I am a busy person. I always have been. My mind or my body is usually in motion, and anyone within earshot will confirm that my mouth usually offers a running commentary for my unsuspecting audience. At the front of a classroom, this translates into a need for more “Wait Time”.
It seems obvious enough that allowing wait time is important in the classroom; giving students time to think of answers before blurting out the right one, waiting for silence before continuing on with a lesson, making room for quiet reflection to ebb in the flow of a busy classroom.
But while this is true, I have also found that I, too, need to open myself to wait time in my own life. Instead of busily racing from Pre-internship into the madcap chaos of our last three weeks of studies, I have found a need for solitude, reflection, and the digestion of the last three weeks. I found myself asking questions and reflection upon the experience, over and over again:
What did I learn? What did I do? What was important to me? What am I proud of? What would I do differently? What kind of teacher do I want to be?
…and so on, and so on. My brain seems to suggest answers constantly, filtering and filing the good ones. Sometimes the answers come in the middle of the night. Other times they pop into my head when I am having a completely unrelated conversation with family or friends. And so my brain, my spirit, my body, and yes, even my mouth, continue to process this experience. I never would have thought that 3 weeks in a classroom could have such a profound effect on me.
As I pause this weekend, before returning to classes, a 5 word truth hits me:
Purposeful pauses provide profound providence.
I have come to appreciate the value of reflection. Reflection doesn’t always reveal immediately what messages are most valuable, but if you give it enough wait time, the cream rises to the surface.
So looking ahead to the next steps, I realized today that just because I am busy does not mean I shouldn’t breathe. Even though I have an aggressive plan for the remainder of my degree, the breaks and pauses now also have my attention. Perhaps this is the root of my next Health Action Plan… taking time to breathe.
So, I will leave you with a question – How often do you “breathe”? What form does it take – journal reflection, incessant rambling, spin class, or something else?
When I walked into my 3 week block this month, I thought my eyes were open. I knew that we only had 10 teaching days available because of extracurricular events. I knew I needed to be prepared, well planned lessons in-hand and ready for the class. Knowing all of this still did not prepare me for the fluidity of the classroom schedule.
I have enjoyed every minute in the classroom, but I have been surprised by the activities and interruptions that detract from “classroom learning”. There were the planned interruptions; a Grade 7-8 ski trip to Mission Ridge, a visit from the high school one day, followed by a tour AT the high school the next, the school-wide “Carnaval” Day, and of course the division PD Day and Teacher’s Conference. These things I knew about and planned for.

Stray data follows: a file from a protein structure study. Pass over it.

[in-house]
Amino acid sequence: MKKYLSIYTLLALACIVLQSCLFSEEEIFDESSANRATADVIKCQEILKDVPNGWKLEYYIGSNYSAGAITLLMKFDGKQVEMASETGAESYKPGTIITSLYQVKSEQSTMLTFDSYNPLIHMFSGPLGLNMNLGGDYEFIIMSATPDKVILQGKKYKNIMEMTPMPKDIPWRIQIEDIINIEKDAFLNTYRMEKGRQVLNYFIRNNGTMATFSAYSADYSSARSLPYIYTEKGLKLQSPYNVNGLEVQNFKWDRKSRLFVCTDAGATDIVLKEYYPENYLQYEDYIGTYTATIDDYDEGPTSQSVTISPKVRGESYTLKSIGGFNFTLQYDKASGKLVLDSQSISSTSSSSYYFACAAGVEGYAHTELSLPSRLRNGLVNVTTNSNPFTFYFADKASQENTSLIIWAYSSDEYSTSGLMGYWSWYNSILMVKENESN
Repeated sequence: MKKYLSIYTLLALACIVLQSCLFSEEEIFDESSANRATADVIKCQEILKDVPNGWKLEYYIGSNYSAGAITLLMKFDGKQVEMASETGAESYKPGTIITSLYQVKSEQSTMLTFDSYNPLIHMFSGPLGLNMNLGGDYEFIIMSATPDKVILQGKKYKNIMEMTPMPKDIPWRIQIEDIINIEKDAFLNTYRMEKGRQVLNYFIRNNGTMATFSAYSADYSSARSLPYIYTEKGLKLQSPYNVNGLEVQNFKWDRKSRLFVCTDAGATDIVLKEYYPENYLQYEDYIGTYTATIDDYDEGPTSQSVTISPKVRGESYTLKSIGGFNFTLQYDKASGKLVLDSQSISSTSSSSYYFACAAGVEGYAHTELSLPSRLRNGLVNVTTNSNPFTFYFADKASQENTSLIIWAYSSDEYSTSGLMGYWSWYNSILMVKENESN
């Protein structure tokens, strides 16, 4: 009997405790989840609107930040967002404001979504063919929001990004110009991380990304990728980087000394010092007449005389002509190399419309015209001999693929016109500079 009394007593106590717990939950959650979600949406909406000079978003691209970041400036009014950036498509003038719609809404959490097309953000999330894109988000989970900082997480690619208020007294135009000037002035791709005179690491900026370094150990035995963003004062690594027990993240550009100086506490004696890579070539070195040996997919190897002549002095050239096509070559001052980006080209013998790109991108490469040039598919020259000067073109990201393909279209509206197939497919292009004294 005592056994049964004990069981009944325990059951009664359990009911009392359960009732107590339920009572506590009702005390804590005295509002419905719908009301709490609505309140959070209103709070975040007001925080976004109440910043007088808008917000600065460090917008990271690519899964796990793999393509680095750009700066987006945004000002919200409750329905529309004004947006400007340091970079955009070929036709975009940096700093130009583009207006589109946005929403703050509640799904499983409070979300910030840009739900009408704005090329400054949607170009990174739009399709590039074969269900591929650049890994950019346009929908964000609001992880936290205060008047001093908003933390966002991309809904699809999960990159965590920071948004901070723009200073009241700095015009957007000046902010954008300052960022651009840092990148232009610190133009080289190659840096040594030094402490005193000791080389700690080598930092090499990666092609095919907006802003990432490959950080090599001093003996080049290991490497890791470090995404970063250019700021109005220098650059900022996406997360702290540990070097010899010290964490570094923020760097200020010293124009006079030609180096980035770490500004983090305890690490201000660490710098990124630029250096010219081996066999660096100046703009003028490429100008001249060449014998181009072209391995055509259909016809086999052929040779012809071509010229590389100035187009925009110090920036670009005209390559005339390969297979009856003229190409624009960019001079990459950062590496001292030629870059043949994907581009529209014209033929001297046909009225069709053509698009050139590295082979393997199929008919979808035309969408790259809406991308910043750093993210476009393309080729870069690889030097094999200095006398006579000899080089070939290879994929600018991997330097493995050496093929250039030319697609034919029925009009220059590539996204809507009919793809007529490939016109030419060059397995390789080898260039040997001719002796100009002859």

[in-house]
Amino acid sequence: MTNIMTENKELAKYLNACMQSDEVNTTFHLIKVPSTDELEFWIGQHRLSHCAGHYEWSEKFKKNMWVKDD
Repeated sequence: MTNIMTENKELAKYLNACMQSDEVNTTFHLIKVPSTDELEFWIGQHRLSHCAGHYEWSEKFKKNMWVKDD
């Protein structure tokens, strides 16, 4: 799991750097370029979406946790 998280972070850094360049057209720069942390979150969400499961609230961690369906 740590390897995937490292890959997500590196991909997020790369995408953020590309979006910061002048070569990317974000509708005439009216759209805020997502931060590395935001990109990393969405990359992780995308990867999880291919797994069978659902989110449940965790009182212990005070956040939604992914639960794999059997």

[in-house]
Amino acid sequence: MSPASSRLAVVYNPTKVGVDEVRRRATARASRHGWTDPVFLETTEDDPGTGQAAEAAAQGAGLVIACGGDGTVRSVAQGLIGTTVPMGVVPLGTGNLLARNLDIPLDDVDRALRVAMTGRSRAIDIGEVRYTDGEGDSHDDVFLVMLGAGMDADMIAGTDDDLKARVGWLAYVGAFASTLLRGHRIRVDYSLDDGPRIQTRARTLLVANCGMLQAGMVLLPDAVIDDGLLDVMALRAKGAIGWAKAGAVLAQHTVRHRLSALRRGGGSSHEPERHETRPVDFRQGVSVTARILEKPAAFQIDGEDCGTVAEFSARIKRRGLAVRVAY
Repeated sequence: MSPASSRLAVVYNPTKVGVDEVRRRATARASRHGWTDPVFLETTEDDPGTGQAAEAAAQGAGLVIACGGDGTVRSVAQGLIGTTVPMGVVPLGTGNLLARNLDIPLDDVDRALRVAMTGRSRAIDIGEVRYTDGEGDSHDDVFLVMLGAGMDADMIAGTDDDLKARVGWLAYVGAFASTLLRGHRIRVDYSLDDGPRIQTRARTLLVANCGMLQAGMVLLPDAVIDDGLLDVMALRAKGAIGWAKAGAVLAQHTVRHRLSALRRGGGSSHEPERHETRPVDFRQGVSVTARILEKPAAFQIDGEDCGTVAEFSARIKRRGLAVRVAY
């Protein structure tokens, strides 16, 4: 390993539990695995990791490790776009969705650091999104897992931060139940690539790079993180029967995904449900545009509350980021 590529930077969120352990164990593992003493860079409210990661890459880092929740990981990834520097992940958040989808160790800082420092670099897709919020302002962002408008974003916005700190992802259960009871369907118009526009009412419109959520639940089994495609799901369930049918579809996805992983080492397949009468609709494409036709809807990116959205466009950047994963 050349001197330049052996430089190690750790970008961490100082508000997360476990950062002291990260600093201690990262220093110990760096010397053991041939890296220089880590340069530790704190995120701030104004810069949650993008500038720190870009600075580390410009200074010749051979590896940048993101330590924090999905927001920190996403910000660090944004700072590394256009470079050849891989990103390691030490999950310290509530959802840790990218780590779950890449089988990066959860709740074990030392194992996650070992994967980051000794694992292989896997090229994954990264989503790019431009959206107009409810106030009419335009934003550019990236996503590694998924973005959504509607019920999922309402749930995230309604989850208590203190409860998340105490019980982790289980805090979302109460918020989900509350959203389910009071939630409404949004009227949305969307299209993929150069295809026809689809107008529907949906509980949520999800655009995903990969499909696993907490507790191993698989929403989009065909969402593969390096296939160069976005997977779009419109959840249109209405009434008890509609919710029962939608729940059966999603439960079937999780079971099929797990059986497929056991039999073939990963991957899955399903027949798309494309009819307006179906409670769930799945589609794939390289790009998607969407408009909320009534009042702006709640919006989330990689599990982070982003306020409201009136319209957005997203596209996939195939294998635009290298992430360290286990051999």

What I (and sometimes even my co-op teacher) didn’t anticipate were the other interruptions – half the class leaving mid-lesson for band practice, the Student Council members leaving to tally points in each classroom for Hawaiian Day, an impromptu pep rally for the Boys Basketball team before they headed to the City Finals, vaccination day (bringing with it a lot of drama and chatter in a Grade 8 class). Though a blessing to be in a school with many resources and funding, it can still be a curse in the classroom.
Students absences also created challenges; family vacations, extracurricular performances, sports and illness kept me on my toes. Even when students are physically present, sometimes students are not mentally ready to learn, or the lesson doesn’t go exactly as planned.
Sometimes technology got in the way of my smoothly planned lesson. Wi-Fi can be sketchy, and buffering videos can be a dangerous game in Middle Years. Squeezing in the last 10 minutes of a video before a Friday ski trip worked!
And so, through the craziness of it all, I found my best weapon is flexibility. I have been thankful for my ability to go with the flow. Whether it was planning some differentiation in my lesson for those students at the head and the back of the pack, or a mid-lesson refocus because a concept needed additional explanation, I have been proud of my ability to react “in the moment”.
Whether the teaching occurred within my preconceived “lesson time”, or on the ski slopes, or during a brief interaction in the hallway, responding to student needs in the moment is one of my favorite challenges of this profession.
I have lived through my fair share of “inquiry-based” learning, as a student and as a mom of 4 kids. Back in my school days, science fairs seemed to be presented in a way that gave students permission to delve passionately into a particular inquiry of their choosing. For me, this happened in Grade 8.